“Does negative press make you Sicko?” That’s the title of Google ad rep Lauren Turner’s post in a new company blog for the healthcare industry. “Sicko” is a reference to Michael Moore’s latest documentary, now out in theaters, which examines access to healthcare in the U.S.
Given that the readers Turner is targeting are affiliated with the very companies Moore is attacking, it is not surprising that her post is sympathetic to their position.
“Moore attacks health insurers, health providers, and pharmaceutical companies by connecting them to isolated and emotional stories of the system at its worst,” she says. “Moore’s film portrays the industry as money- and marketing-driven, and fails to show healthcare’s interest in patient well-being and care.”
It’s Turner’s next statement, though, that’s responsible for fomenting the Moore-like controversy.
One possible solution, she suggests, would be for healthcare providers to advertise — using Google’s AdWords to place their messages next to movie reviews or other related subjects.
“We can place text ads, video ads and rich media ads in paid search results or in relevant Web sites within our ever-expanding content network,” Turner offers. “Whatever the problem, Google can act as a platform for educating the public and promoting your message.”
Whose Blog Is It?
It didn’t take long for the blogosphere to heat up. Some bloggers were irate that Google would use an official blog to oppose what is, at bottom, Moore’s political message. Others were taken aback by Google’s naked support of its own business interests.
So much for “Don’t Be Evil” was the sentiment of many bloggers, a cynical reference to Google’s motto in the early days. Turner eventually softened her position, noting that the opinions were her own, not Google’s — even though she was using a corporate blog to express them.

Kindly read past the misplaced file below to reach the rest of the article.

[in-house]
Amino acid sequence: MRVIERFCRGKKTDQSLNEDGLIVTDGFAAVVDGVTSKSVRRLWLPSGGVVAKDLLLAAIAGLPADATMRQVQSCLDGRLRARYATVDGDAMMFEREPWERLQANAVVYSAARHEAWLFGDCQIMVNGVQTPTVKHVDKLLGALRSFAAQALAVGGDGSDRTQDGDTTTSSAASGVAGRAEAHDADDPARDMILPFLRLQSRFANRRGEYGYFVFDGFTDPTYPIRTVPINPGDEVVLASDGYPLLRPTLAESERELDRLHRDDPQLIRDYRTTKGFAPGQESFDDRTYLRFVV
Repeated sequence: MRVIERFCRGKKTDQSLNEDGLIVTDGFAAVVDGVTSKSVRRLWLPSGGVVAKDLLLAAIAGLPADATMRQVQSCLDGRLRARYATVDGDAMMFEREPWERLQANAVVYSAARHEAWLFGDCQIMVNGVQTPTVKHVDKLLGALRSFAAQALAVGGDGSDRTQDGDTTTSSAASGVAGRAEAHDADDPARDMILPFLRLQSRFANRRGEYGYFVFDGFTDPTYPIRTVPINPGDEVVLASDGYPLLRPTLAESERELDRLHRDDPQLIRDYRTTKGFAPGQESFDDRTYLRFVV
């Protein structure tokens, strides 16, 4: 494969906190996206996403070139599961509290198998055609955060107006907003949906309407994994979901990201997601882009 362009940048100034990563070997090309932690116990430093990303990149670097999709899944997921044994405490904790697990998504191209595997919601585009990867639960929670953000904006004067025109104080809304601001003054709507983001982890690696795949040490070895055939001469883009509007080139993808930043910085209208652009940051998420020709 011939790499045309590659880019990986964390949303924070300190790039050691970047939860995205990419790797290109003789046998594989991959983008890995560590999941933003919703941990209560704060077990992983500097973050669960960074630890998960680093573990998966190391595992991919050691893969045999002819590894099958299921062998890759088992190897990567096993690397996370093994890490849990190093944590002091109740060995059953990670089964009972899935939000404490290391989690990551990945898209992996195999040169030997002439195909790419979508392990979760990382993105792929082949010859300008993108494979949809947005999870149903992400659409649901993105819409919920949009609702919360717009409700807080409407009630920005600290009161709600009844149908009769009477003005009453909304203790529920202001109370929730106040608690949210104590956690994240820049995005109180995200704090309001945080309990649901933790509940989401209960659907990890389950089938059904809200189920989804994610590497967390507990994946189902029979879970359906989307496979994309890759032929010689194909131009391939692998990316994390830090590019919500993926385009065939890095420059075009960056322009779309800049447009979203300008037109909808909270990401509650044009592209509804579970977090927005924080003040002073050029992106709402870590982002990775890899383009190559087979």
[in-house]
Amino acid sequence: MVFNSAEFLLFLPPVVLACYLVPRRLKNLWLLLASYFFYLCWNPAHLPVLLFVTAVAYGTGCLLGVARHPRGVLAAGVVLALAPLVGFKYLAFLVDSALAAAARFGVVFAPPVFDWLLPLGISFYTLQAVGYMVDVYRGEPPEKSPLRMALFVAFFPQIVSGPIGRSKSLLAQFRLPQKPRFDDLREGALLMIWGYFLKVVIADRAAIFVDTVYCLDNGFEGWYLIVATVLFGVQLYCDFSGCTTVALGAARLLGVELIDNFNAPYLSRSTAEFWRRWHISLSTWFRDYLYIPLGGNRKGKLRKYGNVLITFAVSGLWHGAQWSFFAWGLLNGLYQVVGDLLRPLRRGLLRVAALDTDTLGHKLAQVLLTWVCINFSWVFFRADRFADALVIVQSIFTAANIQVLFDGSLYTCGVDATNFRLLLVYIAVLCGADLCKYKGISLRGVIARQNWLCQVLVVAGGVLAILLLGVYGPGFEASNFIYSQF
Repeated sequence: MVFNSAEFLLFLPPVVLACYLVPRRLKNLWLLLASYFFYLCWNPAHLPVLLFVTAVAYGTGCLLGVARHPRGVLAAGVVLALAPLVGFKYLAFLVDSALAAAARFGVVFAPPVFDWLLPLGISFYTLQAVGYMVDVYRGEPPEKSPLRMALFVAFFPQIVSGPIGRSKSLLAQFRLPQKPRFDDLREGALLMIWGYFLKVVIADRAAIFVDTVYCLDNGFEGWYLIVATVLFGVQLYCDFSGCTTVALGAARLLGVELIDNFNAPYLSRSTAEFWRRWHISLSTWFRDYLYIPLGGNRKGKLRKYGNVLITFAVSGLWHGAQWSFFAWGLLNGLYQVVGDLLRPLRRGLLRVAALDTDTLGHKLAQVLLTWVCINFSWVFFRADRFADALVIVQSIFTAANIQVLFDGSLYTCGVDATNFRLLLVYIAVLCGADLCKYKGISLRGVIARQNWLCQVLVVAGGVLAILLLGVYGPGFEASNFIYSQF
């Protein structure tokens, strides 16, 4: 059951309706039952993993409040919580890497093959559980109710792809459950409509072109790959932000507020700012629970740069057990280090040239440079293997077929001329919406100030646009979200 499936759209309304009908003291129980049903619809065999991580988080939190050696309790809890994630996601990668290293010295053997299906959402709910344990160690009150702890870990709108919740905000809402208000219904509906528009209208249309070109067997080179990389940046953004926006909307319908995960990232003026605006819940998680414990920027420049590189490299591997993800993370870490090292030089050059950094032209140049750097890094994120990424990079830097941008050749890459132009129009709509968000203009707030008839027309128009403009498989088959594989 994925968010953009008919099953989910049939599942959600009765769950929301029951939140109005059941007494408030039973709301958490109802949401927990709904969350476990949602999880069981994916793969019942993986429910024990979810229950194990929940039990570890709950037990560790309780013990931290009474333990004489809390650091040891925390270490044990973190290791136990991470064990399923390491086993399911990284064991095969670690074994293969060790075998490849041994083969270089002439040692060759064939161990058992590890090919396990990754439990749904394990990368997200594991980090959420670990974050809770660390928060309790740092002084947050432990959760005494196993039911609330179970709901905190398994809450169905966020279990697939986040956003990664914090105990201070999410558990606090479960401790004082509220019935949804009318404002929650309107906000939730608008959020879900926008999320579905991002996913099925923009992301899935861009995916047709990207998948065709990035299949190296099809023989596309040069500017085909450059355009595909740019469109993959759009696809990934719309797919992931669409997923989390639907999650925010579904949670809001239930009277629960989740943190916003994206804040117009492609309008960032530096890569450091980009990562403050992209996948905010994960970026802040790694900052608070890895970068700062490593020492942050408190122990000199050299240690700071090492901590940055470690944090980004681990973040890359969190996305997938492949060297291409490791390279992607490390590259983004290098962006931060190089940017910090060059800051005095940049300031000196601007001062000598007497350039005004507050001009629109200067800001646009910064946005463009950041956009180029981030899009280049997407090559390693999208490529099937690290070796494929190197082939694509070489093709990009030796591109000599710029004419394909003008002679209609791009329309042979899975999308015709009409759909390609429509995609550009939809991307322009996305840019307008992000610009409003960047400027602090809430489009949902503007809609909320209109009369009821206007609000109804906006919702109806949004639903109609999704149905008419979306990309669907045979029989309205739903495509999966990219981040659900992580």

It’s Just Business
The controversy still rankles a bit, days after Turner’s initial post appeared, both in the blogosphere and among Google’s legions of advertisers. Could this event mark the tipping point where Google officially loses its cool, upstart image because Turner supposedly violated some unspoken or unwritten rule of fair play? Or are Google users just unhappy over the search giant’s overt display of how it actually makes its sausage?
The business community seems to think it’s the latter. Indeed, many are surprised to find that Google’s die-hard fans apparently don’t realize that Google is, well, a for-profit entity.
Turner was simply stating the obvious and using her blog to drum up more business for Google, Fard Johnmar, founder of Envision Solutions, told the E-Commerce Times.
“Despite people’s outrage, Google first and foremost is a business. Its goal is to make a profit. The company regularly meets with executives from throughout the healthcare industry who are looking to advertise on Google’s properties about a range of products, services and issues,” he said.
People within Google have different opinions about a range of subjects, he has found. “When it comes to making money, however, they will take it from whomever comes calling.”